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Early intravenous nutrition for the prevention of neonatal jaundice

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Faber BM, Mills JF

Background - Methods - Results - References


Date edited: 27/05/2003
Date of last substantive update: 15/05/2003
Date of last minor update: / /
Date next stage expected 28/08/2004
Protocol first published: Issue 4, 2002
Review first published: Issue 3, 2003

Contact reviewer

Brenda Faber

Research Nurse
Intensive and Special Care Nurseries
Royal Women's Hospital
132 Grattan Street
Telephone 1: 61+3-9344 2089

E-mail: brendamf@unimelb.edu.au

Contribution of reviewers

Brenda Faber was the primary author of the review. She specified the objectives of the review and decided on the types of studies, participants, interventions and outcomes that would be included. She subsequently executed the search strategy.

John Mills acted as co-reviewer. He collaborated with Ms Faber in writing the protocol and review.

Sources of Support

Internal sources of support

Royal Women's Hospital, Melbourne, AUSTRALIA
Murdoch Childrens Research Institute, AUSTRALIA
Royal Children's Hospital, Melbourne, AUSTRALIA

External sources of support

  • None noted.

What's new

Date / Event Description


Date / Event Description


  • Synopsis pending



The early institution of enteral feeding in the first few days of life is known to impact on the development of unconjugated hyperbilirubinaemia. However, the effect of early intravenous nutrition on neonatal jaundice remains unknown.


To determine the effect of early intravenous nutrition on neonatal jaundice.

Search strategy

The standard search strategy of the Cochrane Neonatal Review Group was used including searches of the Cochrane Controlled Trials Register (Cochrane Library: Issue 3, 2002), MEDLINE (1966-December 2002), and EMBASE (1974-December 2002).

Selection criteria

Randomised or quasi-randomised controlled trials evaluating the effect of early intravenous nutrition on unconjugated bilirubin.

Data collection & analysis

The search strategy identified no eligible studies, thus no data were collected.

Main results

No studies were identified

Reviewers' conclusions

Decisions regarding the institution of early intravenous nutrition must continue to be based upon factors others than its effect on neonatal jaundice.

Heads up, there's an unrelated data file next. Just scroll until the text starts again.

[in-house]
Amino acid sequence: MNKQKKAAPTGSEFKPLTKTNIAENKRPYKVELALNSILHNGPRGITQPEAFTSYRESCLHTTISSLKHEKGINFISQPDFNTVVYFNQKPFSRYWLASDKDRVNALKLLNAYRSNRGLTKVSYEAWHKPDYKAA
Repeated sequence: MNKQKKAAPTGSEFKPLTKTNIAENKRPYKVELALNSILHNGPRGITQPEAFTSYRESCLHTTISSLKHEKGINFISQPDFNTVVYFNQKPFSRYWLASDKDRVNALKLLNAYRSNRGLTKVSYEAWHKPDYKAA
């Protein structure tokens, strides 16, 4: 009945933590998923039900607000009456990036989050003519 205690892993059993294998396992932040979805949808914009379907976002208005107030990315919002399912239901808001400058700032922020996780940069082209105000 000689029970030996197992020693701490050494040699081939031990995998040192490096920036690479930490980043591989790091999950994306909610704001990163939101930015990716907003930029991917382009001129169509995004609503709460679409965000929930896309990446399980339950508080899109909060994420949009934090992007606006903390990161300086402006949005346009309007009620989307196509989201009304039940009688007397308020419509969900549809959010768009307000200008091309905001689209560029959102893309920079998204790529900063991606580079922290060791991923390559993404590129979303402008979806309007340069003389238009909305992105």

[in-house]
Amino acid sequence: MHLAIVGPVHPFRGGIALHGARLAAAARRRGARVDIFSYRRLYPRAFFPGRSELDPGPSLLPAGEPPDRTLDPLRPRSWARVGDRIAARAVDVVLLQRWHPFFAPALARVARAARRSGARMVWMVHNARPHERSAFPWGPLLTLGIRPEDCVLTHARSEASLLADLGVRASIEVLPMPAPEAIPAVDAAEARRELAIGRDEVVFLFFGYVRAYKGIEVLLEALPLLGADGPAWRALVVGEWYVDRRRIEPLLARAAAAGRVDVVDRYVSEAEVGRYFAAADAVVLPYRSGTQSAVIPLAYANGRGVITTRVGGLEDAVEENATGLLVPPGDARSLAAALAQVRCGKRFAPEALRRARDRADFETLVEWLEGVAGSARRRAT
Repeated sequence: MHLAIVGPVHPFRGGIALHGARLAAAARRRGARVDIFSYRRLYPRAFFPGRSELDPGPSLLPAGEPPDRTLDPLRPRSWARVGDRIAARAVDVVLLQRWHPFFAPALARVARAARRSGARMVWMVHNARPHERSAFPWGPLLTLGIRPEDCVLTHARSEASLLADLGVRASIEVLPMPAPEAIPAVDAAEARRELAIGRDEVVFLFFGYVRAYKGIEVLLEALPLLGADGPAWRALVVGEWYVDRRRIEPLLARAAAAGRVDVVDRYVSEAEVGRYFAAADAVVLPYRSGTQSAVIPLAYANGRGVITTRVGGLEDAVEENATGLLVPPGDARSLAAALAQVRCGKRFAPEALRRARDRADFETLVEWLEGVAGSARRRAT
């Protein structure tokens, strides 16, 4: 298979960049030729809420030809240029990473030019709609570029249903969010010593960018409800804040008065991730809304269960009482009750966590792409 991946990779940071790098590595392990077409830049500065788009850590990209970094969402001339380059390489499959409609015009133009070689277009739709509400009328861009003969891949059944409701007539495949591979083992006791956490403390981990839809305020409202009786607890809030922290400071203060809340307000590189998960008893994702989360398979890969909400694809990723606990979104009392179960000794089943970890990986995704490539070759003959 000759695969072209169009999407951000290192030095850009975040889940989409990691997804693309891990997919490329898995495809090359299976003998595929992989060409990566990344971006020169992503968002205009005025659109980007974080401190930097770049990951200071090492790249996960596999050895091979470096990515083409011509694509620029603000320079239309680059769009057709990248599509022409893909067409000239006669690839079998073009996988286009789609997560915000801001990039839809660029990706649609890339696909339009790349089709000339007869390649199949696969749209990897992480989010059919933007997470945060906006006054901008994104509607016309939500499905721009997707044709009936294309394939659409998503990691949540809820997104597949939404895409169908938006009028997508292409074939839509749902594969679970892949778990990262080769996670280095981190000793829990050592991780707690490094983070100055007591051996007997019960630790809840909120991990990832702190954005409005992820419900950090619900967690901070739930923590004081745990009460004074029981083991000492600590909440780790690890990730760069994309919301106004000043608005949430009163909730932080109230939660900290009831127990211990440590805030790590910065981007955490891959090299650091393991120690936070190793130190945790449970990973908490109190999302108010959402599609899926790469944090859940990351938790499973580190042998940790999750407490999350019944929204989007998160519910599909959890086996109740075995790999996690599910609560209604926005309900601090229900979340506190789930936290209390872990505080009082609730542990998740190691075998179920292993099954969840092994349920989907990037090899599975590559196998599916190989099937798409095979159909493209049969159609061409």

Approximately 65% of newborn infants develop clinically evident jaundice in the first week of life (Maisels 1992). In the majority of cases, the jaundice results from the increased production and decreased excretion of bilirubin which occurs in all newborns ('physiological' jaundice). In some infants however, jaundice is due to significant underlying disease such as infection, haemolysis or an inborn error of metabolism ('pathological' jaundice). If the hyperbilirubinaemia is principally unconjugated, and if it exceeds the binding capacity of albumin, the unbound fraction can cross the blood brain barrier and have a direct neurotoxic effect on the brain. This can cause a neonatal encephalopathy which may have significant neurodevelopmental sequelae.

Bilirubin metabolism is affected by caloric intake (Barrett 1971). The effect of timing of introduction of enteral feeds on neonatal jaundice is well recognised; Goodhart et al advocated early feeding of low birthweight infants as a treatment for neonatal jaundice in the early 20th century (Goodhart 1913). Subsequently, the early institution of enteral feeds was shown to decrease the severity and duration of neonatal jaundice (Wharton 1965; Wennberg 1966). This is due to a reduction in intestinal transit time with a resulting decrease in the enterohepatic circulation of bilirubin (Wennberg 1966), and may also be related to the effect of positive nitrogen balance on the hepatic conjugation of bilirubin.

In some newborn infants, enteral feeds cannot be commenced. This is most often due to concurrent illness (e.g. respiratory failure requiring ventilatory support) but may also be necessary if some gastrointestinal pathology precludes feeding (e.g. gastroschisis, oesophageal atresia). In these infants, the institution of enteral feeds may be delayed for many days and caloric support is achieved by the use of intravenous nutrition solutions. Such solutions contain dextrose, electrolytes, amino acids, fats and vitamins. The side-effects of chronic intravenous nutrition administration on the liver (cholestasis) are well known (Brown 1986); however, the short term effect on the rate of bilirubin conjugation in the first few days of life is unclear.

This systematic review examined the impact of early intravenous nutrition on the subsequent development of unconjugated hyperbilirubinaemia. Randomised controlled trials comparing intravenous nutrition which included amino acids and/or fats with routine intravenous fluids were included. The review also separately examined trials including preterm infants.


The primary objective of this systematic review was to answer the question:

Does the introduction of intravenous nutrition compared with routine intravenous fluids to newborn infants less than 72 hours old who are not being enterally fed decrease the severity, duration and need for treatment of neonatal jaundice?

The same question was also examined in a subset of trials enrolling preterm infants.